I just read Is Peer Review in Decline? (PDF warning!) by Glenn Ellison. Here is how the author starts:
Comparing the early 1990’s with the early 2000’s, there is a decline in the share of papers in the top general-interest journals (and the absolute number) written by faculty members from the Harvard economics department.
To follow the author, let us assume that the quality of the work at Harvard remains top-notch. If so, how do we explain this decline?
His general conclusion seems to be that there is fairly little to gain for a famous author in publishing in a top journal. Famous authors get citations and recognition no matter where they publish. They also get annoyed by the lengthier and more arduous peer review process.
He makes the following “prediction”:
The peer-review process may also be subject to unravelling: as more top economists withdraw from the process, the signal that publication
in a given journal provides is devalued and this may lead to further withdrawals.
Indeed, if this trends generalizes itself, if top authors stop playing the peer review game, by getting their papers through backdoors (invited papers, more specialized or lesser journals, and so on), why would the little guy put up with harsh peer review?
Disclaimer. I think peer review is absolutely essential and it is not going away. This blog, for example, is peer reviewed. If I write about something I do not know well, I can be sure to get comments criticizing my post. It happens regularly that someone will go out of his way and create another blog post to criticize my own. What is probably going away is the formal and lengthy process by which you go through to get a paper in a prestigious venue. Naturally, this will mean that your publication count will also become much less meaningful and you will have to find another way to justify the quality of your work. Seems like some top notch researchers are on top of this trend already.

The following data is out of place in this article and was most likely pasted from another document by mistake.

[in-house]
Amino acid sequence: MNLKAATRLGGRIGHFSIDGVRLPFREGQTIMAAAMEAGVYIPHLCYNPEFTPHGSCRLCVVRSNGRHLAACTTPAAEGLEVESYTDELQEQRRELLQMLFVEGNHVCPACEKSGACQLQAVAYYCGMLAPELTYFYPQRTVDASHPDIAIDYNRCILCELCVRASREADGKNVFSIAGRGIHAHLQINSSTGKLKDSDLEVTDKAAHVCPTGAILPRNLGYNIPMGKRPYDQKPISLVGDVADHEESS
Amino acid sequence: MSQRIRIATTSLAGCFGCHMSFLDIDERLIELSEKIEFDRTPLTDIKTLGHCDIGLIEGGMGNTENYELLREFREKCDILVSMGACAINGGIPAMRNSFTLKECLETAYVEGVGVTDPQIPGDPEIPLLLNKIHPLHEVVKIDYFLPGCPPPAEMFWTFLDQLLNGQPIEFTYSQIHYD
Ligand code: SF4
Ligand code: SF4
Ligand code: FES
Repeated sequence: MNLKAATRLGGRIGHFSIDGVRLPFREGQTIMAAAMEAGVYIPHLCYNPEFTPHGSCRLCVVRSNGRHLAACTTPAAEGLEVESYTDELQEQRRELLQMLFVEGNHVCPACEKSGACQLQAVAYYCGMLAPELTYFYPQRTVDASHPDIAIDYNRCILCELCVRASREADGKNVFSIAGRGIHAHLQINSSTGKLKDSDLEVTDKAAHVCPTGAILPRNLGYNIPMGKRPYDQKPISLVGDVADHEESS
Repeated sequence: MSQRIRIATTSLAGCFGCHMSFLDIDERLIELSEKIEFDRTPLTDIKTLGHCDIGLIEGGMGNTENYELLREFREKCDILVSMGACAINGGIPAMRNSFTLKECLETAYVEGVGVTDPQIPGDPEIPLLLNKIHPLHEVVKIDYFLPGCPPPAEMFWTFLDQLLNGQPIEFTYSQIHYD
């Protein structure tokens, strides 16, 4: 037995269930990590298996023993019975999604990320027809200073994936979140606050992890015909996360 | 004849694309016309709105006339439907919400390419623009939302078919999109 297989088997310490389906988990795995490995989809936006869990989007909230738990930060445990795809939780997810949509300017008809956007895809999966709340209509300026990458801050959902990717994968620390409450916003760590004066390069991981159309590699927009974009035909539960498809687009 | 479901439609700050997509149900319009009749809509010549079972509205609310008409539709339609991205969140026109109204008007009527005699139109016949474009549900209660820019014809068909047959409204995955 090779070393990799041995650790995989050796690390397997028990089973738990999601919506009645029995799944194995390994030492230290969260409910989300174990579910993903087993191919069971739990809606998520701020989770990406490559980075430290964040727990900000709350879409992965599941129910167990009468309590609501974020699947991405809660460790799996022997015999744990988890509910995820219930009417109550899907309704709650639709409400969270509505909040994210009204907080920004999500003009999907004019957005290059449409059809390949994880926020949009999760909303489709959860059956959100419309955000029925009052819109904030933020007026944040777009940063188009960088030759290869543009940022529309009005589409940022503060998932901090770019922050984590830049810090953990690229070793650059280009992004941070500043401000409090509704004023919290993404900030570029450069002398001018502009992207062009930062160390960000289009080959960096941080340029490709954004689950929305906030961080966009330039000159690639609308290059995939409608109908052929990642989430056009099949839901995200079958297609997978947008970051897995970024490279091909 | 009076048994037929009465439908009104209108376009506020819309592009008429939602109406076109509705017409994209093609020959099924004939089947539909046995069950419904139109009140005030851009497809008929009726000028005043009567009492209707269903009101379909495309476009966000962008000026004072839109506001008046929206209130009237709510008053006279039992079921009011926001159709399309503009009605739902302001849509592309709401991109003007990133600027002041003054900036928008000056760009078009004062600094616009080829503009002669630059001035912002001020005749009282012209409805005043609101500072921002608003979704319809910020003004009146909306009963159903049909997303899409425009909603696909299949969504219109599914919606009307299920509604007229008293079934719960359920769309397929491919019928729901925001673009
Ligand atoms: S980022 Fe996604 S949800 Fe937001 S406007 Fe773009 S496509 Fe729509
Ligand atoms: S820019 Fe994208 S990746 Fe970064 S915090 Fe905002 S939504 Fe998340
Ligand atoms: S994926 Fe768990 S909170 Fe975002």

See also my post Are we destroying research by evaluating it?
Adam Rogers makes a bold prediction:
Eventually, printed journal articles will be quaint artifacts. Scientific papers will be living documents with data published on Web pages â€“ commented on, linked to, and mirrored by labs doing the same work 6,000 miles away. Every research effort will have thousands of reviewers working in real time. Today’s undergrads have never thought about the world any differently â€“ they’ve never functioned without IM and Wikipedia and arXiv, and they’re going to demand different kinds of review for different kinds of papers. It’s in their nature.
(Source: Wired, September 2006)
I think that the science media of the future will be electronic and read/write. We will annotate, link, cross-reference more than ever before in the coming years. We are in the middle of a paradigm change.
I do not think that publishing houses need to go out of business. I do not think that traditional universities and research laboratories will disappear. However, everything is growing more distributed. Physical location and physical support is becoming irrelevant.
Actually, by 2015, I will not even bother to get up of bed. I will just sit there by my computer all day. Come to think of it, that is precisely what I do right now except that I don’t stay in bed.
Grigori Iakovlevitch Perelman proved the longstanding Poincaré conjecture and posted the solution on arXiv. One of the most difficult problems in Mathematics today. However, instead of publishing his work in a prestigious journal, he simply dropped it on an Internet archive. Maybe the Perelman story is meant to teach us something:
If your ideas are important enough and you get them out, people will pay attention to them, whether you publish in a high prestige peer-reviewed journal or not.